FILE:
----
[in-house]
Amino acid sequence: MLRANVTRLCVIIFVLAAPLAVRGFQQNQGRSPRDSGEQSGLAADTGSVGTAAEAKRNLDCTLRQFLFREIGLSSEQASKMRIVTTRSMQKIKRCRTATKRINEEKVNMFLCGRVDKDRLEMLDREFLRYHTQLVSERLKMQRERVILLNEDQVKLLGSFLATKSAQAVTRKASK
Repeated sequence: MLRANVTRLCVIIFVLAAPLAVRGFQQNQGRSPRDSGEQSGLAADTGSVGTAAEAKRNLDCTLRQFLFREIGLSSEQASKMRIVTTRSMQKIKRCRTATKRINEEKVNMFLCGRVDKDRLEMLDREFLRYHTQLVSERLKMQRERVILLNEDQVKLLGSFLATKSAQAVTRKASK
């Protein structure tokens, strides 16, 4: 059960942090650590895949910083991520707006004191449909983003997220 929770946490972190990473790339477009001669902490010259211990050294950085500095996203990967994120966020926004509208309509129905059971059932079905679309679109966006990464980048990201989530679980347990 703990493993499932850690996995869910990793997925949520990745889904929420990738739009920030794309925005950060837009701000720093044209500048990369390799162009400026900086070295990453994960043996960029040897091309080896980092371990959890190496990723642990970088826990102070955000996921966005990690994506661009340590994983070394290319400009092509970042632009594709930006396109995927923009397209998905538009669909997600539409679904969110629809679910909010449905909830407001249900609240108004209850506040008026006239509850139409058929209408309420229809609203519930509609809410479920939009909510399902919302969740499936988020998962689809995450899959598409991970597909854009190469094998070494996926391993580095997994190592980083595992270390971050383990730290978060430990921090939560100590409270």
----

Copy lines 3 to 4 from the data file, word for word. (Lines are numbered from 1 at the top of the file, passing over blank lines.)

Repeated sequence: MLRANVTRLCVIIFVLAAPLAVRGFQQNQGRSPRDSGEQSGLAADTGSVGTAAEAKRNLDCTLRQFLFREIGLSSEQASKMRIVTTRSMQKIKRCRTATKRINEEKVNMFLCGRVDKDRLEMLDREFLRYHTQLVSERLKMQRERVILLNEDQVKLLGSFLATKSAQAVTRKASK
């Protein structure tokens, strides 16, 4: 059960942090650590895949910083991520707006004191449909983003997220 929770946490972190990473790339477009001669902490010259211990050294950085500095996203990967994120966020926004509208309509129905059971059932079905679309679109966006990464980048990201989530679980347990 703990493993499932850690996995869910990793997925949520990745889904929420990738739009920030794309925005950060837009701000720093044209500048990369390799162009400026900086070295990453994960043996960029040897091309080896980092371990959890190496990723642990970088826990102070955000996921966005990690994506661009340590994983070394290319400009092509970042632009594709930006396109995927923009397209998905538009669909997600539409679904969110629809679910909010449905909830407001249900609240108004209850506040008026006239509850139409058929209408309420229809609203519930509609809410479920939009909510399902919302969740499936988020998962689809995450899959598409991970597909854009190469094998070494996926391993580095997994190592980083595992270390971050383990730290978060430990921090939560100590409270």